The majority of his work consists of landscapes, including numerous Scott County landmarks like the Scott County Courthouse, downtown Gate City, Williams' Mill, Lunsford Mill, and the John Anderson Blockhouse.
When Gate City artist Jim Spears died in 2009, he left behind a small barn full of original art work, life-size sculptures, coal statues, prints, music and inventions.
His widow, Betty Hickman Hall, would like to see Jim’s paintings and other artistic treasures in good homes where the items can be admired and enjoyed by others.
"Jim grew up in Scott County, and people are familiar with his work," Betty says.
"There are hundreds of paintings, sculptures and prints just collecting dust… and it’s a shame not to share his talent," she adds, choking back tears.
Jim was born and raised on a farm in Alley Valley; his mother died when he was just 18-months-old. His father, Joe, was a banjo player and casket maker.
"Growing up without a mother, Jim entertained himself by drawing, painting or whittling to pass the time," Betty explained.
He was married at the young age of 15 and joined the Marines when he was only 17.
"Jim lied about his age and joined the Marines, just to have three square meals a day." He would serve three years in the South Pacific Theatre of World War II and, amidst the horror of war, Jim found his Lord and Savior.
Once he returned to the United States, Jim was stationed in California where he learned to weld which, in turn, landed him a job at Mare Island Naval Shipyard. He put his skills to work repairing submarines. When he got back home to Scott County, he enrolled in welding classes to get his GED, which led to a long career with the Scott County school system as a welding instructor.
"He was extremely civic-minded and donated his time to create many sculptures for Scott County," according to Betty. His work can be seen throughout the county and includes "Big Blue" at Gate City High School, the "Rye Cove Eagle" at Rye Cove High School, and the "Military Man" at the Scott County Courthouse. His most ambitious project, the life-size sculpture of "The Last Supper," took Jim seven years to create and, today, is on display at Rhoton & Smith Furniture Company in Weber City.
Along with the life-size sculptures, Jim created small, stick-like figures made from nails, as well as desk-size "coal" statues. The nail sculptures were one of Jim’s biggest sellers and now reside in collections around the world. He didn’t pick up painting until after retirement and only took one class in art instruction.
Jim worked mainly in oil and acrylics and used pastels on occasion. The majority of his work consists of landscapes, including numerous Scott County landmarks like the Scott County Courthouse, downtown Gate City, Williams’ Mill, Lunsford Mill, and the John Anderson Blockhouse. According to Betty, Jim could look at a scene on television and replicate it on canvas. That ability is evident throughout the barn, where you will find everything from Southwestern mesas to scenic Northeastern coastal villages. He also created vibrant still life paintings that would look beautiful hanging in a foyer or dining room.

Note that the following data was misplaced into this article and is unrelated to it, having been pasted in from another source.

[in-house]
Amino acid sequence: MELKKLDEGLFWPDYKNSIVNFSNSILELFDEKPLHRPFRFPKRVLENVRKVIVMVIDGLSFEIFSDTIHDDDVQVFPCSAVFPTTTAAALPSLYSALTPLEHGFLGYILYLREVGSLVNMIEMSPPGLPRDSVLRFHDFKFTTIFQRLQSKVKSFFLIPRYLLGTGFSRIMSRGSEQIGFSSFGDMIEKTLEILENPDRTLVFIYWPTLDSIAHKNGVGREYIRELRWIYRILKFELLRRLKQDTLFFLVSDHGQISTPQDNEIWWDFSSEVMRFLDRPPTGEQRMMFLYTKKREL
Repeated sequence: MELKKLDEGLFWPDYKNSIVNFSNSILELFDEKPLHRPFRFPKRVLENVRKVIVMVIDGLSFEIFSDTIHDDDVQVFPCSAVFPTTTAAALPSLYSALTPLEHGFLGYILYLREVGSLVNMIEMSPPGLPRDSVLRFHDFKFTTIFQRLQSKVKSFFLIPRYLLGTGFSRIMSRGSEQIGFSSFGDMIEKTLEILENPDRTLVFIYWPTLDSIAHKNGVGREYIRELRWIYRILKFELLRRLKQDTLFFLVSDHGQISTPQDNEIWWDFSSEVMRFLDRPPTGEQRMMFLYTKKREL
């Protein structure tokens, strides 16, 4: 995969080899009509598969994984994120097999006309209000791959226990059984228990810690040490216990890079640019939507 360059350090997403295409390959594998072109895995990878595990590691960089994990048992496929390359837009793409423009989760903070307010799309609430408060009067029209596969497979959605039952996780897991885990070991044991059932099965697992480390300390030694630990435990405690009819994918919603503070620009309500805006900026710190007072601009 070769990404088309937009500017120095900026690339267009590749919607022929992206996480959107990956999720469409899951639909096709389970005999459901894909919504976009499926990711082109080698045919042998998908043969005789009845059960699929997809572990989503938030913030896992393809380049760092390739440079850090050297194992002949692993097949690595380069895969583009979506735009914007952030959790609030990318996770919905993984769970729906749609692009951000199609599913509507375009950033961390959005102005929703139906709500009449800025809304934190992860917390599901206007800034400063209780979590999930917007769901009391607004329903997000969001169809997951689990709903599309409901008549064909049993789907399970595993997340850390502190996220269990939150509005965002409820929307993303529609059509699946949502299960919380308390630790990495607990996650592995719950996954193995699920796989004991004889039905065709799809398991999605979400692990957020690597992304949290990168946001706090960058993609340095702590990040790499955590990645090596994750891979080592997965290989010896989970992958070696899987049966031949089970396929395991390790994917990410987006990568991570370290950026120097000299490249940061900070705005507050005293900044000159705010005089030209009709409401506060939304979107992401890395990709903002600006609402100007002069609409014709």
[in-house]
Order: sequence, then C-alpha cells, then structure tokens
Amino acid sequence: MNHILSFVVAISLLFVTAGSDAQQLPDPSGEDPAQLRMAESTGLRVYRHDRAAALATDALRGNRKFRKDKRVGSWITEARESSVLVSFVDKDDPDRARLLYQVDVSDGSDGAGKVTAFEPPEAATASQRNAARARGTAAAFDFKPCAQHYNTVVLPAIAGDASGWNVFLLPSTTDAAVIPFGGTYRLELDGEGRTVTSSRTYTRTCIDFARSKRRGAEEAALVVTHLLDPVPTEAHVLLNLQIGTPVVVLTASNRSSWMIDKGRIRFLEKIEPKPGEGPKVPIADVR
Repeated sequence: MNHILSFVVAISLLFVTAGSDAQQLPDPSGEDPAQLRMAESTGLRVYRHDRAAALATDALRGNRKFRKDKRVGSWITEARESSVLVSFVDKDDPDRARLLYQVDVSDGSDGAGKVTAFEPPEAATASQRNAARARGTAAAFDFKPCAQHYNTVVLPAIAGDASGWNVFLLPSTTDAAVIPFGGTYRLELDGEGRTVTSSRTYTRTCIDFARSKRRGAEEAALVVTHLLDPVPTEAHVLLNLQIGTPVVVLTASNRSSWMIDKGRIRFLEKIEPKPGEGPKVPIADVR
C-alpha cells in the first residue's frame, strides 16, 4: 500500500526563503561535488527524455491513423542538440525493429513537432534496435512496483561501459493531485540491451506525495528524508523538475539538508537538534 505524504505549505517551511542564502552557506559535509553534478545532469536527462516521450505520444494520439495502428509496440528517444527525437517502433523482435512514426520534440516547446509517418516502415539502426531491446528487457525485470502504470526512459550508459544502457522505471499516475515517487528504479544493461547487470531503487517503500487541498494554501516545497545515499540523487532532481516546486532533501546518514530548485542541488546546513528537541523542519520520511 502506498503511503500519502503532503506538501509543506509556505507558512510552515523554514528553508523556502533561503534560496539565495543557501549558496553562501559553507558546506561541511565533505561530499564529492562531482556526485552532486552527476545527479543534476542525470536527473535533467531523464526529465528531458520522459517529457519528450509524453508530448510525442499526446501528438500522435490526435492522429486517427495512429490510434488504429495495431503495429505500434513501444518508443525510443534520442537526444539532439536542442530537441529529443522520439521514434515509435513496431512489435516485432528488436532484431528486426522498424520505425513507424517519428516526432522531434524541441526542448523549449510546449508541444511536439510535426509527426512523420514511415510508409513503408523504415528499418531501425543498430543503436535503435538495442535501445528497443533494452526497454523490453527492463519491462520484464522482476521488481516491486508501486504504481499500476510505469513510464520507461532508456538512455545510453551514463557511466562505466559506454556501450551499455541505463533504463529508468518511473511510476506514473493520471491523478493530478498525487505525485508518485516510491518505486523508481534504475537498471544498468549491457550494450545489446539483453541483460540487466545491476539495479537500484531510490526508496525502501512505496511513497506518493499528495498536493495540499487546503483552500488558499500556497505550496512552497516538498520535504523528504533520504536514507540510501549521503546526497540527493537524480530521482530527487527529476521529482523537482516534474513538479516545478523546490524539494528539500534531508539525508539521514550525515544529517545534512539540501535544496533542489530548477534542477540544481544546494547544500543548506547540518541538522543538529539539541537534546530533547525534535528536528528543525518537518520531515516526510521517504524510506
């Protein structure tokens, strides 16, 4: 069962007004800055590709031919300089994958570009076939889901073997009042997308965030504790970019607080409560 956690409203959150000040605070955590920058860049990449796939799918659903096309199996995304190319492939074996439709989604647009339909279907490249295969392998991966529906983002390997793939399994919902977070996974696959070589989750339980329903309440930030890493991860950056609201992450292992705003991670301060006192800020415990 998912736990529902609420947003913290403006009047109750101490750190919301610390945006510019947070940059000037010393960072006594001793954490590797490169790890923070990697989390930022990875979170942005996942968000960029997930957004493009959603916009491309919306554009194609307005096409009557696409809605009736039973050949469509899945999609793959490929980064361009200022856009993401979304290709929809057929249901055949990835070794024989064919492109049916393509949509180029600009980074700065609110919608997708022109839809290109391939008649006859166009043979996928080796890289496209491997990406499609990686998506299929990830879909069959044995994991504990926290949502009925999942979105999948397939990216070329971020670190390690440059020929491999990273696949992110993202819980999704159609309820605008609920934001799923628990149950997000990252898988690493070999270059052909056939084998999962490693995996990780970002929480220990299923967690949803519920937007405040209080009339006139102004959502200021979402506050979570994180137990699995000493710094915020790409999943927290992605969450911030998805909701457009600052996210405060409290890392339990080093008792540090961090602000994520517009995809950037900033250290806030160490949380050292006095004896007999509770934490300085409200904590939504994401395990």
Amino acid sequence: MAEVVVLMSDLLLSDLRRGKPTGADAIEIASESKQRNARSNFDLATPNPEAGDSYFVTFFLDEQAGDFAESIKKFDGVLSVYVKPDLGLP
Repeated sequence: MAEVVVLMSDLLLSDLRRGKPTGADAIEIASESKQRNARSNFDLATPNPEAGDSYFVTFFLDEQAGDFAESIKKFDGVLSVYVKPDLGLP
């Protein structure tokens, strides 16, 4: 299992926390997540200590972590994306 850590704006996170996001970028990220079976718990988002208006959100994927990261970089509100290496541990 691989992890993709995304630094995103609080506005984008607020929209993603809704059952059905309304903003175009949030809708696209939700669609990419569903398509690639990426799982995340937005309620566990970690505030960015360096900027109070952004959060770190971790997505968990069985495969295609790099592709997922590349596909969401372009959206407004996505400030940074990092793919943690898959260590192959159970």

He also loved music and could play many instruments. It was at a local "jam session" that Jim and Betty met in 1992 and then married a year and a half later. They had almost 17 years together before he died from a heart attack.
Back in his early years, Jim had a band called "Jim Spears and the Bandits." Once he learned Betty could yodel, he talked her into doing a television show with him, called "The Jim & Betty Spears Show" that aired on Local Cable STE Channel 30. "Friends tell me our voices blended well together."
Jim was a pioneer in broadcasting and "rigged a Panasonic Camera with long levers and handles at the end so that I could control and maneuver it for close-ups as well as wide angle shots." One of his inventions, "Gus the Drummer," became a favorite with viewers. Jim created Gus and fashioned the drums from used JFG coffee cans. As Gus would beat the drum to Jim’s rendition of "Wipeout," a big black spider would wreak havoc on Gus’ playing. Jim would stand behind the curtain working Gus’ arms while Betty handled the strings on the spider.
When speaking with Betty, it’s evident she loved and admired her late husband. Today, she wants to share his talent with others.
Most of the work is for sale; there are a few sentimental pieces that Betty does not want to part with. The large 22-inch by 30-inch original art work ranges in price from $300 to $400; smaller original works are from $100 to $300. Prices are dependent on the subject matter. Original sculptures of a life-size Daniel Boone, Abe Lincoln bust, globe and Bicentennial Eagle are also for sale.
"It breaks my heart to see Jim’s work collecting dust," Betty says. "He was an artist, and his work was meant to be shared."
To view Jim’s work, you may contact Betty at 276-386-9452 or via email at firstname.lastname@example.org. To see more of his work, please visit the Scott County Virginia Tourism Facebook page.
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